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Test for multiple controllers that plug into an NES or Famicom
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Controller test

This NES program detects which console model you have and which controllers are connected by reading the controller ports.

Start the program, and it'll briefly display whether you have an NES-001, NES-101, or Family Computer while scanning for controllers. It looks for D0 controllers (Controller, Four Score, Mouse) on both D0 and D1 so that they'll work on the Famicom through a pin adapter to its DA15 expansion port.

Once it completes, it displays names and pictures of connected controllers. From here, press a controller's primary fire button to begin an input test. (This is A on NES controllers, B on the Super NES Controller, the left mouse button, the Zapper's trigger, or 4 on a Power Pad side B.)

Detection and input testing work for these:

  • NES Controller (original NES-004 and dogbone NES-039)
  • Famicom hardwired controllers (1P and 2P with microphone)
  • NES Power Pad (NES-028)
  • NES Four Score (NES-034)
  • Super NES Controller (SNS-005) through pin adapter
  • Zapper (NES-005)
  • Arkanoid Controller
  • Super NES Mouse (SNS-016) through pin adapter

Some flash cart menus cannot be navigated with anything but an NES or Super NES controller. You can work around this by starting the program, hot-swapping to the desired controllers, and then pressing the Reset button on the Control Deck to rescan the ports.

Press Reset before the scan finishes to display low-level data about which lines are always off, always on, serial, or not connected at all. (See docs/ for how this works under the hood.) Then, if you have a standard controller in port 1 or are using the Famicom's hardwired controllers, press Select to begin watching a report of up to 32 bits on any serial line.


The PowerPak by has pull-up resistors on the data bus that may interfere with console type detection. The EverDrive, Infinite NES Lives boards, and donor carts do not have this problem.

The NES dogbone controller and Famicom hardwired controller behave exactly the same as the original NES controller. So it guesses that the controller used is the one that the console shipped with. Nor can it distinguish the original Famicom (HVC-001), with one hardwired controller with Select and Start buttons and one hardwired controller with a microphone, from the AV Famicom (HVC-101) with two controllers plugged in. If it mis-detects an AV Famicom as an original Famicom, press A on controller 2 to start the test, then Start to switch from the mic controller to the standard controller.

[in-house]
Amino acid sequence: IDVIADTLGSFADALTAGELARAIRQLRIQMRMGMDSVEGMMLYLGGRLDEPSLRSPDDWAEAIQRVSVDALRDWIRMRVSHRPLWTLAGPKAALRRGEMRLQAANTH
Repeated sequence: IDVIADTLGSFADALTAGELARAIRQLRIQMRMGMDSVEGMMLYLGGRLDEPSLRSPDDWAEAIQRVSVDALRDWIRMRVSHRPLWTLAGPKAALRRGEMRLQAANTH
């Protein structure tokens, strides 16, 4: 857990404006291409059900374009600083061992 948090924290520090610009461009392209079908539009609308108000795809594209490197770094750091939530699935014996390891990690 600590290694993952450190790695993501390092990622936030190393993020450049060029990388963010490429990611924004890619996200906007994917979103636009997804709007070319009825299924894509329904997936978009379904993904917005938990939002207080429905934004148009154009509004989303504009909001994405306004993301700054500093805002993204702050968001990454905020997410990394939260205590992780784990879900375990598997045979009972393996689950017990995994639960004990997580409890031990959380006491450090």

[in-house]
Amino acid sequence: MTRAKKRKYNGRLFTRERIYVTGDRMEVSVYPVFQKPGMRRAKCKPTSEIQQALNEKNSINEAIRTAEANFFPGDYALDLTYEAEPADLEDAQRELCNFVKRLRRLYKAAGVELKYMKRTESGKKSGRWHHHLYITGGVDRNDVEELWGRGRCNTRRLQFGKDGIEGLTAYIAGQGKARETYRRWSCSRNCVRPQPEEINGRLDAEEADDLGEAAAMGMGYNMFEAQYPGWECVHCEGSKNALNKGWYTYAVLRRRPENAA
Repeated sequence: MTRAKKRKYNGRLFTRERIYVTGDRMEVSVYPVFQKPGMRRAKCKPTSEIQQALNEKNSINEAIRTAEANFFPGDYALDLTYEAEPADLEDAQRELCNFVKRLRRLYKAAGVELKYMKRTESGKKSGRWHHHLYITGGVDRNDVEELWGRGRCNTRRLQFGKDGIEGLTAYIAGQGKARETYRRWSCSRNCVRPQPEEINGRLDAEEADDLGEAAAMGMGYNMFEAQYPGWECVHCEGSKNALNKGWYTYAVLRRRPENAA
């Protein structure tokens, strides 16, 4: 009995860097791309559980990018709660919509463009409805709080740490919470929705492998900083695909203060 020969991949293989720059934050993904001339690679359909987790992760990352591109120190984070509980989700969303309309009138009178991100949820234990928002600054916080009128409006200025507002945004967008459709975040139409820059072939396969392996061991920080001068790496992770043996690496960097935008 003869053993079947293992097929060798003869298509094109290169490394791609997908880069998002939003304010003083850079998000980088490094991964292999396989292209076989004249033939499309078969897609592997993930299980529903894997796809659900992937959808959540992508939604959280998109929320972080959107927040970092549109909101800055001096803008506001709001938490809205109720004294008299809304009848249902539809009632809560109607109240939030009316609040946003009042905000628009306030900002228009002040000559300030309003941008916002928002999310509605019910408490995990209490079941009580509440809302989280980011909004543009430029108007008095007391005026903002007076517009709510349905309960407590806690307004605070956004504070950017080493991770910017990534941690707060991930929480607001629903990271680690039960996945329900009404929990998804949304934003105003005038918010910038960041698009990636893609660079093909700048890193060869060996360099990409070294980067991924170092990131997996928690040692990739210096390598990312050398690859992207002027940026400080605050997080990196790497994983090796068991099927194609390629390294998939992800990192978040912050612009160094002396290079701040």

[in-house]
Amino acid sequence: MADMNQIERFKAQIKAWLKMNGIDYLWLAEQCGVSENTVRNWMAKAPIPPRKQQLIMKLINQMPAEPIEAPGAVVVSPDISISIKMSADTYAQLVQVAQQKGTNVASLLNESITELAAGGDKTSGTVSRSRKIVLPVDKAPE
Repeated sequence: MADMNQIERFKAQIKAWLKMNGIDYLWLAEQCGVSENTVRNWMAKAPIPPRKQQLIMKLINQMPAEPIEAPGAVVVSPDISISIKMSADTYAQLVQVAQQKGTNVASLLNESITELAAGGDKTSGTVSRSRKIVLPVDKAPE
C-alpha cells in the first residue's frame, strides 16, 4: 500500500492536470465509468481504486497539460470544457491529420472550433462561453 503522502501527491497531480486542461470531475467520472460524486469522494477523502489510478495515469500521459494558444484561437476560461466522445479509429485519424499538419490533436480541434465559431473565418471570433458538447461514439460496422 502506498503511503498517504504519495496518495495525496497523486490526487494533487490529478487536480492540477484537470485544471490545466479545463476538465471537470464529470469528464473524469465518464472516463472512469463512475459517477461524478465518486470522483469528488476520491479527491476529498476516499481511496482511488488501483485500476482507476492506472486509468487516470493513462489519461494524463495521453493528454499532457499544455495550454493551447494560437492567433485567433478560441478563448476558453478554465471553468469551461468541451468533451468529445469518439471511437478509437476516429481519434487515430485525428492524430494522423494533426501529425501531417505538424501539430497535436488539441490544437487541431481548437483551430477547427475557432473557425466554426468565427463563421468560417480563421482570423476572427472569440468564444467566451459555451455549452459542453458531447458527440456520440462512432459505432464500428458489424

Versions of the Power Pad and Arkanoid Controller for the Famicom use a different protocol that is not yet supported, though the NES versions of those work through a pin adapter that passes D3 and D4 to the DA15 port. Nor does it support U-Force, Power Glove, Miracle Piano, or other hen's teeth.

Rescanning requires Reset primarily because hot-swapping can occasionally cause a power sag that freezes the CPU.

Serial watch doesn't work correctly on controllers where the act of reading a report itself has side effects. These include the Arkanoid controller, which resets a 555-family timer, and the Super NES Mouse, which clears accumulated movement. Reading controller 1 to choose a port and bit also causes the other controller to be read.


Let me know what you get. My nick on the EFnet IRC network is pino_p and I'm often seen in the #nesdev channel. There is also a topic for this test on NESdev BBS, titled Riding the open bus.


The test program and its manual are distributed under the zlib license:

Copyright 2016 Damian Yerrick

This software is provided 'as-is', without any express or implied warranty. In no event will the authors be held liable for any damages arising from the use of this software.

Permission is granted to anyone to use this software for any purpose, including commercial applications, and to alter it and redistribute it freely, subject to the following restrictions:

  1. The origin of this software must not be misrepresented; you must not claim that you wrote the original software. If you use this software in a product, an acknowledgment in the product documentation would be appreciated but is not required.
  2. Altered source versions must be plainly marked as such, and must not be misrepresented as being the original software.
  3. This notice may not be removed or altered from any source distribution.
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